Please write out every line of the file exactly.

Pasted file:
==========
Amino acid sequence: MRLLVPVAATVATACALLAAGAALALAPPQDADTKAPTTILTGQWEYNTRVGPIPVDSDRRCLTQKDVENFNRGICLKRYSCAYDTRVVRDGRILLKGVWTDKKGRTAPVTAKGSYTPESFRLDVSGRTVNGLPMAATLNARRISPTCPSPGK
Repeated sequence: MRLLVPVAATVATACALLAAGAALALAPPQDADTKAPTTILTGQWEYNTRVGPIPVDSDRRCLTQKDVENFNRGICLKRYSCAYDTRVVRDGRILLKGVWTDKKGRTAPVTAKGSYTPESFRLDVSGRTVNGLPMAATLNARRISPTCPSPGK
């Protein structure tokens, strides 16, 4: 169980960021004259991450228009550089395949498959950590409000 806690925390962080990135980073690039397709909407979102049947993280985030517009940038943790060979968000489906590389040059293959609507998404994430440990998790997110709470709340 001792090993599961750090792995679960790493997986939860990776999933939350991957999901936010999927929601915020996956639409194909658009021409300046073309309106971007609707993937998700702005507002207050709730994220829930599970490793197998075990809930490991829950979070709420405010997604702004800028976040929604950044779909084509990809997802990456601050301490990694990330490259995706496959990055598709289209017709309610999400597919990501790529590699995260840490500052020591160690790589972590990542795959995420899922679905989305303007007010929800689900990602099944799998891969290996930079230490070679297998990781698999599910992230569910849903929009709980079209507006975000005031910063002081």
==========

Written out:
Amino acid sequence: MRLLVPVAATVATACALLAAGAALALAPPQDADTKAPTTILTGQWEYNTRVGPIPVDSDRRCLTQKDVENFNRGICLKRYSCAYDTRVVRDGRILLKGVWTDKKGRTAPVTAKGSYTPESFRLDVSGRTVNGLPMAATLNARRISPTCPSPGK
Repeated sequence: MRLLVPVAATVATACALLAAGAALALAPPQDADTKAPTTILTGQWEYNTRVGPIPVDSDRRCLTQKDVENFNRGICLKRYSCAYDTRVVRDGRILLKGVWTDKKGRTAPVTAKGSYTPESFRLDVSGRTVNGLPMAATLNARRISPTCPSPGK
């Protein structure tokens, strides 16, 4: 169980960021004259991450228009550089395949498959950590409000 806690925390962080990135980073690039397709909407979102049947993280985030517009940038943790060979968000489906590389040059293959609507998404994430440990998790997110709470709340 001792090993599961750090792995679960790493997986939860990776999933939350991957999901936010999927929601915020996956639409194909658009021409300046073309309106971007609707993937998700702005507002207050709730994220829930599970490793197998075990809930490991829950979070709420405010997604702004800028976040929604950044779909084509990809997802990456601050301490990694990330490259995706496959990055598709289209017709309610999400597919990501790529590699995260840490500052020591160690790589972590990542795959995420899922679905989305303007007010929800689900990602099944799998891969290996930079230490070679297998990781698999599910992230569910849903929009709980079209507006975000005031910063002081």